“If you loved Buffy at all,” she said after a considerable pause, “this is the way you show it. This is the way you keep her alive.”
He barked a laugh. “Do you pulsers really fall for that rot?”
Willow sighed again, but this time, the sound carried a finality to it—one that smarted more than he wanted to admit. Because a part of him really wanted her to give him a reason, a purpose.
“If you change your mind,” Willow said, heading toward the door, “you know where to find us.”
Spike turned away, words lodged in his throat. He waited until the sound of his crypt being sealed shut clamored through the air before letting himself move.
Not that moving was in his best interest. The world seemed to tilt every time he blinked. Fucking globe didn’t have the common decency to stop turning, as Willow had so keenly pointed out. Everywhere he looked, it was business as bloody usual, and fuck if that wasn’t what hurt the most. That the sun did continue to come up, that people who had no clue how close they’d come to the end of the world got to live their lives as though nothing had changed.
Living felt like an insult—why should a dead man live but the most alive person he’d ever known be gone?—but it was all he had left. Because when it came to brass tacks, and as much as he hated to admit it, the witch was on the money. He’d do no good to Buffy’s memory as a drunk. It might feel better in the moment, but there wasn’t enough booze in the world to completely drown the pain. After all, it hadn’t worked much when Dru had tossed him out and this pain was a breed apart from that. That had been a paper-cut—this was emotional disembowelment. And it kept getting worse.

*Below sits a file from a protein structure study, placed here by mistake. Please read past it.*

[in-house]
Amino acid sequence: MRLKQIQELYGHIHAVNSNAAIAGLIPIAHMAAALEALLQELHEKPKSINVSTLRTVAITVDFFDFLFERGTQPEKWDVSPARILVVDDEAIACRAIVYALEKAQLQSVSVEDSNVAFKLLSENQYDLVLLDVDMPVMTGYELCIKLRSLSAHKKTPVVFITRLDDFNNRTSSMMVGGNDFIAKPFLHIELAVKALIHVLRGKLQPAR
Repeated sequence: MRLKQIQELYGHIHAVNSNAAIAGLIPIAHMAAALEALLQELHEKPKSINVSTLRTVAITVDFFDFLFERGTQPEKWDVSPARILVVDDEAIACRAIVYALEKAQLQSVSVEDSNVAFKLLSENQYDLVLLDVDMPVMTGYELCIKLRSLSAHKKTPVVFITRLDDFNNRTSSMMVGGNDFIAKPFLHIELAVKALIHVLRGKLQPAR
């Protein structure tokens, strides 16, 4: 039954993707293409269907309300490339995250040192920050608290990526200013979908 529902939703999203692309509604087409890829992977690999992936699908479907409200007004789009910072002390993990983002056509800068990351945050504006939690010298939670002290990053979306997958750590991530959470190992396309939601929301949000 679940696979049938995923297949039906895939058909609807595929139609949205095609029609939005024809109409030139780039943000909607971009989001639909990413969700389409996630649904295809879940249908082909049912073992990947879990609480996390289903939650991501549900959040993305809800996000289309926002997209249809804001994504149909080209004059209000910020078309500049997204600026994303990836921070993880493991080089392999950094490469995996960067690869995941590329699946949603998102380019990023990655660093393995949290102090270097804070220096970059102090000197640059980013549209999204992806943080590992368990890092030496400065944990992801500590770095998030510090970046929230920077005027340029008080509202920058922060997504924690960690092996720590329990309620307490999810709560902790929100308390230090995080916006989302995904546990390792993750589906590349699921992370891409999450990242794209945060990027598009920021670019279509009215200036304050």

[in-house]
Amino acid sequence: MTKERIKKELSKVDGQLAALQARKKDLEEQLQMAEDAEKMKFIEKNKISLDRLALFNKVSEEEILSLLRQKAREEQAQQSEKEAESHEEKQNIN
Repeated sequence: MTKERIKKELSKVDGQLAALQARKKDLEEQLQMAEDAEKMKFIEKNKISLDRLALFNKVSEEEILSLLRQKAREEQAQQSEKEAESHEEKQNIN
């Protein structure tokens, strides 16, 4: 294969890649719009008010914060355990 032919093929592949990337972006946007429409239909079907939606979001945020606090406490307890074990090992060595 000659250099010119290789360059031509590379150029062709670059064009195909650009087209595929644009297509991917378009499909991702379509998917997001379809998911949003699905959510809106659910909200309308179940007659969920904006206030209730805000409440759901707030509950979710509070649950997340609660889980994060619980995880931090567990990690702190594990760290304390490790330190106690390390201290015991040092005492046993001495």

Like today with the Buffybot. The thing should be rotting in a scrap yard; the fact that it could be pieced together again after falling off Humpty Dumpty’s wall when the real thing was gone from this world forever was its own kind of sick.
But maybe it was what he deserved—maybe this was his penance for failing her. Staying behind when she couldn’t, fighting the good fight in her place. While Buffy might not have cared two figs for him in life, she had trusted him in some way. Trusted him with the things that mattered, at least, and wallowing at the bottom of a bottle wasn’t the best way to honor that. To keep deserving it, if he ever had to begin with.
This was typically the point in his reflections when he’d drink until the deep thoughts became fuzzy and intangible again. Spike eyed the neck of the bottle still in his hands and considered downing it in one terrific gulp, but a voice—one sounding so much like hers it made his heart want to explode—convinced him to set it aside.
He hadn’t saved Buffy, but the reason Buffy had died was still alive. And knowing the littlest Summers, she wouldn’t keep her nose out of trouble for long.
He hadn’t pulled through when it mattered, but he would every night thereafter.
If he could figure out a way to live without feeling the hole she’d left behind with every sodding move he made. Liquor wasn’t going to cut it, fun as it was. He needed something stronger. More permanent.
Spike eyed the bottle again, sighed, and scooped it up.